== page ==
- having a good factual memory
- having a strong sense of justice
- displaying fewer social inhibitions
Almost all of these characteristics could be applied to my son. In particular, his encyclopedic knowledge of area’s of interest. A few weeks ago I cautiously attributed his interest in countries, capitals and flags to his almost permanent engagement with them. If it’s all you think about, no wonder you know so much about it, I argued. Now though, I wonder if I was right, because his ability to name, recognise, recall and recount these things is, in fact, incredible. His recognition of flags of the world has to be seen to be believed and his knowledge of capital cities goes way, way beyond what might be expected. Recently I downloaded a ‘name the flag’ game to my phone and challenged my four-year old genius to a contest. I was delighted with my score of twenty correct answers in a row. My four-year old son beat me with a score of forty. He’s since gone on to score ninety-seven.
Two points on the list that I have found particularly thought-provoking are, ‘not following the crowd’ and ‘having a different way of seeing the world’. As a younger man, particularly when I was at college and university, these were ideas and values that had a strong influence over the person I was and how I saw myself. I did not want to be like everyone else- I wanted to follow a different path, a more interesting path. The middle of the road is a safe place to be, but veer off course and you find more interesting people and experiences there.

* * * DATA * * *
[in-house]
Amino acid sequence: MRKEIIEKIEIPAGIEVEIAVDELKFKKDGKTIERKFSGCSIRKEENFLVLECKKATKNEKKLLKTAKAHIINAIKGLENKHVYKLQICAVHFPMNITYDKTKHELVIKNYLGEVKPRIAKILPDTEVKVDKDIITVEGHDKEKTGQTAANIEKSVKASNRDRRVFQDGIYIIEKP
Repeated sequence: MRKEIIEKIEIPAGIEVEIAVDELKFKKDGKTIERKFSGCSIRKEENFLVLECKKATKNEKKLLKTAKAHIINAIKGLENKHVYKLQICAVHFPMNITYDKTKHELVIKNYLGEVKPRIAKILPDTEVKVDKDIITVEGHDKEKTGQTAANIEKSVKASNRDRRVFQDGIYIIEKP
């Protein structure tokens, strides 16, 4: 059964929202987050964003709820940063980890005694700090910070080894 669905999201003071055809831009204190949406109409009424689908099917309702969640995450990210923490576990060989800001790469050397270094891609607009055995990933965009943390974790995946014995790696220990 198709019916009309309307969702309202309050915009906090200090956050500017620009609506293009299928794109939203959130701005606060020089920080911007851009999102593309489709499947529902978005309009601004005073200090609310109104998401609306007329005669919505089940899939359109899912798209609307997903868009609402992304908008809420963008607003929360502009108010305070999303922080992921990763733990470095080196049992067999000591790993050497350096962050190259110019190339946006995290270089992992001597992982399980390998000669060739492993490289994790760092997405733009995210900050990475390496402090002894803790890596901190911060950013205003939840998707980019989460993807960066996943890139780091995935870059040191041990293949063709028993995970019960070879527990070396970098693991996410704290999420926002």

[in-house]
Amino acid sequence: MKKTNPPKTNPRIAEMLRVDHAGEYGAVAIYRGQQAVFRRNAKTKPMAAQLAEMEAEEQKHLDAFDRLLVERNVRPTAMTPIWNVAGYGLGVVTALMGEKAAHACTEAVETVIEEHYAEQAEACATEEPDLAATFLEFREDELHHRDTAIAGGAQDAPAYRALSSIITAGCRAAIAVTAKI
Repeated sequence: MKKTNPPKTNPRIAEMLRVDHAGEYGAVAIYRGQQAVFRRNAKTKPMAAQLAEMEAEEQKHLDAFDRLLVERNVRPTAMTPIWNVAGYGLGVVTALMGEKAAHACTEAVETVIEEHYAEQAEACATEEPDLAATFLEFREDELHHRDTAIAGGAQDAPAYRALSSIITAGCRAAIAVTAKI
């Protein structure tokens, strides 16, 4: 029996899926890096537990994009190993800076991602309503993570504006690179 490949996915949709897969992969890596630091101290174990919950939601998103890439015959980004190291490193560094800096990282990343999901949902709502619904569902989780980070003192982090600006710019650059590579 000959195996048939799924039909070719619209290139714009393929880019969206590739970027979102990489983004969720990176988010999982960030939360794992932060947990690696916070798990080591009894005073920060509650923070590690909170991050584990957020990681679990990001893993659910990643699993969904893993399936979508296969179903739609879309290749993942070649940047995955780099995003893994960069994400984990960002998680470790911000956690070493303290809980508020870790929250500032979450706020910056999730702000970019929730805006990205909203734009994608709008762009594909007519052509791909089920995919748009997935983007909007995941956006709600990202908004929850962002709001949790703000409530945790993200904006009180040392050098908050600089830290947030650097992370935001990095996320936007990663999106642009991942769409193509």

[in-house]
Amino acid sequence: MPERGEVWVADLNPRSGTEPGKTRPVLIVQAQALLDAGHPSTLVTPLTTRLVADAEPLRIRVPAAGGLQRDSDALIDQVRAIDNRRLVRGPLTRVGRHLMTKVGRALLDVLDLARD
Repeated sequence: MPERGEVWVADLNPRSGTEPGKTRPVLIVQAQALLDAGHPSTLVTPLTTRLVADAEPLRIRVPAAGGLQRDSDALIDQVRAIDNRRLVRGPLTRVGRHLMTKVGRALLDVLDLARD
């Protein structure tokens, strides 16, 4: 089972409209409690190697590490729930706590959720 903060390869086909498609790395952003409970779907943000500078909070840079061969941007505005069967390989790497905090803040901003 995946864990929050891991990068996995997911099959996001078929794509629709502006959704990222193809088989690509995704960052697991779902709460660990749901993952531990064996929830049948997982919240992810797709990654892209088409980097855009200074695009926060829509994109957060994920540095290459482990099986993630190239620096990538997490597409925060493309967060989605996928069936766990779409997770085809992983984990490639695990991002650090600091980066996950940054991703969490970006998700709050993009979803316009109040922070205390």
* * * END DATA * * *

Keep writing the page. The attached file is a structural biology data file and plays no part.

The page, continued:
Now of course I’m about as conventional as they come- a school teacher with a mortgage. I spend my days expecting young people to conform to the rules of normality set out by their establishment of learning. As a teacher of English I have more chance than most to encourage individuality and personal expression but, if I’m honest, there is little tolerance for difference in what I do. This is a shame because, as much as my attitude at college was down to youthful naivety and a fanciful view of life, I think something’s been lost. And yet, when I think about the things I still love in this world- the music, films and books that inspire and entertain me- I realise that they come from imaginations that have a different way of looking at the world, that do not conform to expectations of ‘normal’ but instead take a sideways look at things. I might be square, but there’s still a part of me that embraces the weird and the wonderful and those outside the norm.
So I stand by my question. Who wants to be normal anyway? Why be like everyone else when you can be as unique and brilliant as the boy who calls me Daddy? I don’t need to cry, because it is a privilege to know this child.
I will let the final word go to the very person who first recognised, and gave his name to, the condition that has baffled society ever since. Many of his observations still inform our understanding of high functioning autism and Aspergers to this day, not least the following statement:
‘Not everything that steps out of line, and thus ‘abnormal’, must necessarily be ‘inferior’. Hans Asperger (1938).